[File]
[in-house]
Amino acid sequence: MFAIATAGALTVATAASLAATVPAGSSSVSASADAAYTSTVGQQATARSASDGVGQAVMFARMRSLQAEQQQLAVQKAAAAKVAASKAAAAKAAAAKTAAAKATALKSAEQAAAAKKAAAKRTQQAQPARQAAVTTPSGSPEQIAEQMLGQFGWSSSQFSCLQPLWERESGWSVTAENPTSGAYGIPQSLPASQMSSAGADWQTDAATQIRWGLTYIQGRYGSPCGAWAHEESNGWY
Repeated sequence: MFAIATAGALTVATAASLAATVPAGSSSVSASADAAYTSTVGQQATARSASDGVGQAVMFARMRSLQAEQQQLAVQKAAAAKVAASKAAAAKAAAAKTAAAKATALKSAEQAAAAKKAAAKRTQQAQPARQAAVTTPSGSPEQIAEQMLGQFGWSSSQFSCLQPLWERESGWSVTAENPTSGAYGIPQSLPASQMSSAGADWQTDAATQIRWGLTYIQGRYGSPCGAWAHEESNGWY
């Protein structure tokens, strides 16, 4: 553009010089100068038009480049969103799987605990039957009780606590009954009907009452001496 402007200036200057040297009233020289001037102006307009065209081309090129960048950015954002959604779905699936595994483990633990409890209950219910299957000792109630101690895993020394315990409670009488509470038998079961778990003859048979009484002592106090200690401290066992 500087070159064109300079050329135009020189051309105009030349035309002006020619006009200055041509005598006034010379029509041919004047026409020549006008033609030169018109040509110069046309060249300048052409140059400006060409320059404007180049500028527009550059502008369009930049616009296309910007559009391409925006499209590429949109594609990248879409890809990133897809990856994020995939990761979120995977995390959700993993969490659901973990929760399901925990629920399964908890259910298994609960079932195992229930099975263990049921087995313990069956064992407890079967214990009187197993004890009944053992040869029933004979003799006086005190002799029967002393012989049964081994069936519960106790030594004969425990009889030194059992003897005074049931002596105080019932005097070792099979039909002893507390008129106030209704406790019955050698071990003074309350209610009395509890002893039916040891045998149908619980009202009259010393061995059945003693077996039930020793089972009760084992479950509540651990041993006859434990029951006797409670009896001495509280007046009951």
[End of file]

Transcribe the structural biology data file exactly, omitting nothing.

[in-house]
Amino acid sequence: MFAIATAGALTVATAASLAATVPAGSSSVSASADAAYTSTVGQQATARSASDGVGQAVMFARMRSLQAEQQQLAVQKAAAAKVAASKAAAAKAAAAKTAAAKATALKSAEQAAAAKKAAAKRTQQAQPARQAAVTTPSGSPEQIAEQMLGQFGWSSSQFSCLQPLWERESGWSVTAENPTSGAYGIPQSLPASQMSSAGADWQTDAATQIRWGLTYIQGRYGSPCGAWAHEESNGWY
Repeated sequence: MFAIATAGALTVATAASLAATVPAGSSSVSASADAAYTSTVGQQATARSASDGVGQAVMFARMRSLQAEQQQLAVQKAAAAKVAASKAAAAKAAAAKTAAAKATALKSAEQAAAAKKAAAKRTQQAQPARQAAVTTPSGSPEQIAEQMLGQFGWSSSQFSCLQPLWERESGWSVTAENPTSGAYGIPQSLPASQMSSAGADWQTDAATQIRWGLTYIQGRYGSPCGAWAHEESNGWY
């Protein structure tokens, strides 16, 4: 553009010089100068038009480049969103799987605990039957009780606590009954009907009452001496 402007200036200057040297009233020289001037102006307009065209081309090129960048950015954002959604779905699936595994483990633990409890209950219910299957000792109630101690895993020394315990409670009488509470038998079961778990003859048979009484002592106090200690401290066992 500087070159064109300079050329135009020189051309105009030349035309002006020619006009200055041509005598006034010379029509041919004047026409020549006008033609030169018109040509110069046309060249300048052409140059400006060409320059404007180049500028527009550059502008369009930049616009296309910007559009391409925006499209590429949109594609990248879409890809990133897809990856994020995939990761979120995977995390959700993993969490659901973990929760399901925990629920399964908890259910298994609960079932195992229930099975263990049921087995313990069956064992407890079967214990009187197993004890009944053992040869029933004979003799006086005190002799029967002393012989049964081994069936519960106790030594004969425990009889030194059992003897005074049931002596105080019932005097070792099979039909002893507390008129106030209704406790019955050698071990003074309350209610009395509890002893039916040891045998149908619980009202009259010393061995059945003693077996039930020793089972009760084992479950509540651990041993006859434990029951006797409670009896001495509280007046009951």